Serbs of Bosnia and Herzegovina
State Investigation and Protection Agency police arrested Radovan Paprica, also known as Papro, and Slavko Ognjenovic, alias Macak, on Sunday on charges of the multiple rape and sexual abuse of Bosniaks in the Foca area of eastern Bosnia in 1992.
The two former Bosnian Serb Army soldiers have been charged with committing a crime against humanity.
They warn that years of political divisions, zero-sum games, distrust and poor communication between local leaders, as well as growing tensions among key regional and global actors, have left Bosnia a ticking time-bomb that could go off at any moment, leading to the collapse of the remaining joint institutions or even the breakup of the country.
Ukraine's Foreign Ministry has issued a protest note about recent comments made by the Serb member of Bosnia's state presidency in support of Russia's annexation of Crimea.
Earlier this week, Milorad Dodik stated in his interview to Russkiy reporter that he "considers Crimea to be Russian", and that Bosnian recognition of this unilateral annexation was "necessary".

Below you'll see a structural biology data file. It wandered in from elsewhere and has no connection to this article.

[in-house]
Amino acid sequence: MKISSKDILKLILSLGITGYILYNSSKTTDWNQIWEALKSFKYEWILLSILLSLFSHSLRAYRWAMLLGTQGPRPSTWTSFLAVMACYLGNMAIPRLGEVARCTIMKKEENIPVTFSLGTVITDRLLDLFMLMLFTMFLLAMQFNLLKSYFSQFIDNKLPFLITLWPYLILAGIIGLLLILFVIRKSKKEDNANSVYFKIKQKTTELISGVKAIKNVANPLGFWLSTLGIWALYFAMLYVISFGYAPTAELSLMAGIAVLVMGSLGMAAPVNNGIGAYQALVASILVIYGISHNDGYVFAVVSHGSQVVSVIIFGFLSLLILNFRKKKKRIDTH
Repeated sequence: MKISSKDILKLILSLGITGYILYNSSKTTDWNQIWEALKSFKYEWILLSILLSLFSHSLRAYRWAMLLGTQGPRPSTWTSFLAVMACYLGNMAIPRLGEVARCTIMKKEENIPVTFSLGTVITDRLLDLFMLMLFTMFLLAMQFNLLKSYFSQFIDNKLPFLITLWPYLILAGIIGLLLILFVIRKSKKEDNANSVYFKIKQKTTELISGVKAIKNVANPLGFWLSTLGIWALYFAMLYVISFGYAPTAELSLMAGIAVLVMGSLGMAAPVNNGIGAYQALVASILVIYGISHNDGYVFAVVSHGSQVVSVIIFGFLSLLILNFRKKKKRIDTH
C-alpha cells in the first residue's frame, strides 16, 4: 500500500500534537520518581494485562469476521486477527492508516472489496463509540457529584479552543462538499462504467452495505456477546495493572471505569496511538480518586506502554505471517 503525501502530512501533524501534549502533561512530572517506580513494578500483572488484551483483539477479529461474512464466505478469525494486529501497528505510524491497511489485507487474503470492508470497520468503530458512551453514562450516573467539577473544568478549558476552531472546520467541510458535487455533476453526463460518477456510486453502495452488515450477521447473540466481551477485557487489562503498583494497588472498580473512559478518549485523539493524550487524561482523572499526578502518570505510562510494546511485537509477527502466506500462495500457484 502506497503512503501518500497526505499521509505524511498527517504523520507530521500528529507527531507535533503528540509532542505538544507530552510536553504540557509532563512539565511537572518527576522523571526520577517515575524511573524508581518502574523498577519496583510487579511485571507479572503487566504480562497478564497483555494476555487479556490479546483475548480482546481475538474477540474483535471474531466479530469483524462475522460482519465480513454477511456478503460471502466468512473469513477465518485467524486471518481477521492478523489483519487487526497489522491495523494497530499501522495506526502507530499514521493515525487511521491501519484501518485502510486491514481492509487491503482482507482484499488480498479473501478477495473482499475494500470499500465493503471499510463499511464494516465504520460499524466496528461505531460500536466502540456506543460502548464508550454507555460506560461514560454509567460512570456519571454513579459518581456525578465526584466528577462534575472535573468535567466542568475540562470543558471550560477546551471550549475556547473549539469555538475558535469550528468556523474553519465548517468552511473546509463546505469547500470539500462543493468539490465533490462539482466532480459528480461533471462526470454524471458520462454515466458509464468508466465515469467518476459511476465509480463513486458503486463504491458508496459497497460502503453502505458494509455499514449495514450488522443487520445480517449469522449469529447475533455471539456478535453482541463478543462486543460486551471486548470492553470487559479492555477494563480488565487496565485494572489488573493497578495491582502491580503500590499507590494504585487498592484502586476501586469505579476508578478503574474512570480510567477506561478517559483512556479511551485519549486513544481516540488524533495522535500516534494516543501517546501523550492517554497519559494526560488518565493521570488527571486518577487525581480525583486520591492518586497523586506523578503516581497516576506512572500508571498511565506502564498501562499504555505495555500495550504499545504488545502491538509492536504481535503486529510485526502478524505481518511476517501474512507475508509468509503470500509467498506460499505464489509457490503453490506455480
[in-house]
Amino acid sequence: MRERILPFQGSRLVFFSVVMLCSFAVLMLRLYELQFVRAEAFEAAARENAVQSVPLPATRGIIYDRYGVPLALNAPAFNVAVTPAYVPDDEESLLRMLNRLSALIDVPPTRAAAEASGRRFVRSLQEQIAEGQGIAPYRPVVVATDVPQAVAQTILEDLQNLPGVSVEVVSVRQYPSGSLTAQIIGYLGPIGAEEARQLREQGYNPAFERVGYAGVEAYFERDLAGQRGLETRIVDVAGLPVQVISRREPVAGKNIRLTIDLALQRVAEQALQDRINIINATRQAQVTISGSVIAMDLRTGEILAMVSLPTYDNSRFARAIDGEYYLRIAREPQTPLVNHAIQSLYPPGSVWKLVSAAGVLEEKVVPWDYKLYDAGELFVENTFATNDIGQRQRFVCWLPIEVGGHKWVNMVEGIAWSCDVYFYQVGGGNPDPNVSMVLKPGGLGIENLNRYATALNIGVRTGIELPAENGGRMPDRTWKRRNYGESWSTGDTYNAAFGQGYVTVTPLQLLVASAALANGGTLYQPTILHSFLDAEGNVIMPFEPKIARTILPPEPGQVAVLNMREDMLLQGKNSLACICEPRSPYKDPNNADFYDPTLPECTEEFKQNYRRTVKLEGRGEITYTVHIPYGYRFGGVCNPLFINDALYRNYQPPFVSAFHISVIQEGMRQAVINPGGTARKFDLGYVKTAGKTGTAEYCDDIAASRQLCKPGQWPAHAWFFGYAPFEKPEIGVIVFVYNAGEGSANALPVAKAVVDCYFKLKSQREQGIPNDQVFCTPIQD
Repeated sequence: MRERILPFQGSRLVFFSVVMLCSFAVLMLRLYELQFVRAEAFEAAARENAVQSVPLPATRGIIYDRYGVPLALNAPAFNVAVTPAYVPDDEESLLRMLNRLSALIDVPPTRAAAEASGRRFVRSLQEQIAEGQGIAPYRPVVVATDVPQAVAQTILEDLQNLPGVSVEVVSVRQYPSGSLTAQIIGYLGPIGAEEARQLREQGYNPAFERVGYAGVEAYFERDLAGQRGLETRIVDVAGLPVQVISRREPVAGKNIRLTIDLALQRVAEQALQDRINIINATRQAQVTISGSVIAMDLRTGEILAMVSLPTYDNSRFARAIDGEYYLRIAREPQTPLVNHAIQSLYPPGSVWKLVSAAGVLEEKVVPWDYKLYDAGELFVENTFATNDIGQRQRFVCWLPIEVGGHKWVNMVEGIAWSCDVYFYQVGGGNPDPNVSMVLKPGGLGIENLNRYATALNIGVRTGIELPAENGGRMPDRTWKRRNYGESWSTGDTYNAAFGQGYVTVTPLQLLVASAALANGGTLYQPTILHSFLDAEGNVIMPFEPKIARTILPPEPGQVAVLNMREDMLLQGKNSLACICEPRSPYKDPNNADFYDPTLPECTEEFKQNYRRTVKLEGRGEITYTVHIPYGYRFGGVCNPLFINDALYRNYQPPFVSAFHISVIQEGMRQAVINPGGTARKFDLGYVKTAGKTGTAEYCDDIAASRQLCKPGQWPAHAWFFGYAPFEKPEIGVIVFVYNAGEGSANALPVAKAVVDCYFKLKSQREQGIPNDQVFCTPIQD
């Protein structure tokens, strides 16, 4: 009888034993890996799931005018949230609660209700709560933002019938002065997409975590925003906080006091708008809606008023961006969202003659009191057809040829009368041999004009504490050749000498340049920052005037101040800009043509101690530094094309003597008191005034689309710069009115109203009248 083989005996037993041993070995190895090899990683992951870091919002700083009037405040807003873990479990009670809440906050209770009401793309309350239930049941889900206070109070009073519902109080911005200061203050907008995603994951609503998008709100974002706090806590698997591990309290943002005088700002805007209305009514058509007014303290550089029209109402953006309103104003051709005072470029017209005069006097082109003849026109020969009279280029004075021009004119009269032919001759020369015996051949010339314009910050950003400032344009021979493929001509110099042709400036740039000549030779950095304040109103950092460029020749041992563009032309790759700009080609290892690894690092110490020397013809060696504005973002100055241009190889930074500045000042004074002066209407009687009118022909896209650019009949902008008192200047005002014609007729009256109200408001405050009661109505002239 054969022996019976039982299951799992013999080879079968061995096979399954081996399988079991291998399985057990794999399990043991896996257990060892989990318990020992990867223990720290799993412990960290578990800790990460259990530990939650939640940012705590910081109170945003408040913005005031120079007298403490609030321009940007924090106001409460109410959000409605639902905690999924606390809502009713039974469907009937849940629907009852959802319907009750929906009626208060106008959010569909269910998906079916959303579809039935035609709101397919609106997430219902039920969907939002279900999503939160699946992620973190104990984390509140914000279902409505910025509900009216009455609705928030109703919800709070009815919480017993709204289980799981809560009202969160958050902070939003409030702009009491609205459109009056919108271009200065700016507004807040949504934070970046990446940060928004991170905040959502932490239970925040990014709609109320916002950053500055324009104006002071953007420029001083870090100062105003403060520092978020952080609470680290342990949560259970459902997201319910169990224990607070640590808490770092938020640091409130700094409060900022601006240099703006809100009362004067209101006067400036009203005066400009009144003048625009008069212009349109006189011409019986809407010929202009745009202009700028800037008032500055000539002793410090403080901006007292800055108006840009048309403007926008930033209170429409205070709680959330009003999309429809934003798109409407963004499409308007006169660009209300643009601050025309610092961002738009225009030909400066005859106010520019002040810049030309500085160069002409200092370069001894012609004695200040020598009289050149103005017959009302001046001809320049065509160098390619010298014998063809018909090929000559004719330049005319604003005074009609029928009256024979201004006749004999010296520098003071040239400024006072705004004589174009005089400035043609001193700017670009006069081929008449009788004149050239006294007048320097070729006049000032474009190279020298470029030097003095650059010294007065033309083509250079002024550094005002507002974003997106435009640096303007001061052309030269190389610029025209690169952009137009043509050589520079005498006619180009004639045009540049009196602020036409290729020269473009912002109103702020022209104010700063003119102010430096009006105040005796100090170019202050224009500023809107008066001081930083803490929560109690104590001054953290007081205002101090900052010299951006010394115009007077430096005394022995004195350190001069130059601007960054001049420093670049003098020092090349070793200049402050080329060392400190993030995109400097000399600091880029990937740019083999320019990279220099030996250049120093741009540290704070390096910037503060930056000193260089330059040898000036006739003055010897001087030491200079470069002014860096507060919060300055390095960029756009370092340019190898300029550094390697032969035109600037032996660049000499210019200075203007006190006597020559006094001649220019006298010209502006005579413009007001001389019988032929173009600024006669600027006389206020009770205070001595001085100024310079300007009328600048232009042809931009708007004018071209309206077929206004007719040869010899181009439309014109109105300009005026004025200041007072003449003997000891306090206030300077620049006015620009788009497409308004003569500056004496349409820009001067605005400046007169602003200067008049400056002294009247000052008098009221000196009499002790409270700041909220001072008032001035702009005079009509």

The Mechanism for International Criminal Tribunals on Wednesday denied Radovan Karadzic's motion for an appeal chamber to be appointed at the Hague court to decide on his request to review a previous decision that rejected his appeal against the final verdict in his trial sentencing him to life in prison.
The deep summer season is not yet over, but with Presidential elections due in November in Romania, political life is heating up. With the Alliance of Liberals and Democrats (ALDE) having quit the Social Democratic Party (PSD) led government, the PSD now finds itself without an absolute majority in Parliament.
The Appeals Chamber of the Court of Bosnia and Herzegovina has confirmed a verdict under which Bosnian Serb former soldier Zdravko Lubarda was sentenced to six years for participation in the persecution of Bosniak civilians in the eastern Rogatica area and former police reservist Ozren Planojevic was acquitted.
Under a first instance verdict in July last year, Dragan Marjanovic, Sasa Gavranovic, Vitomir Devic and Zoran Sljuka were each sentenced to 17 years in prison for the murders. Dragomir Kezunovic was sentenced to 14 years.
The Appeals Chamber revised the prison terms for Marjanovic to 14 years, and for Gavranovic, Devic and Sljuka to 15 years each.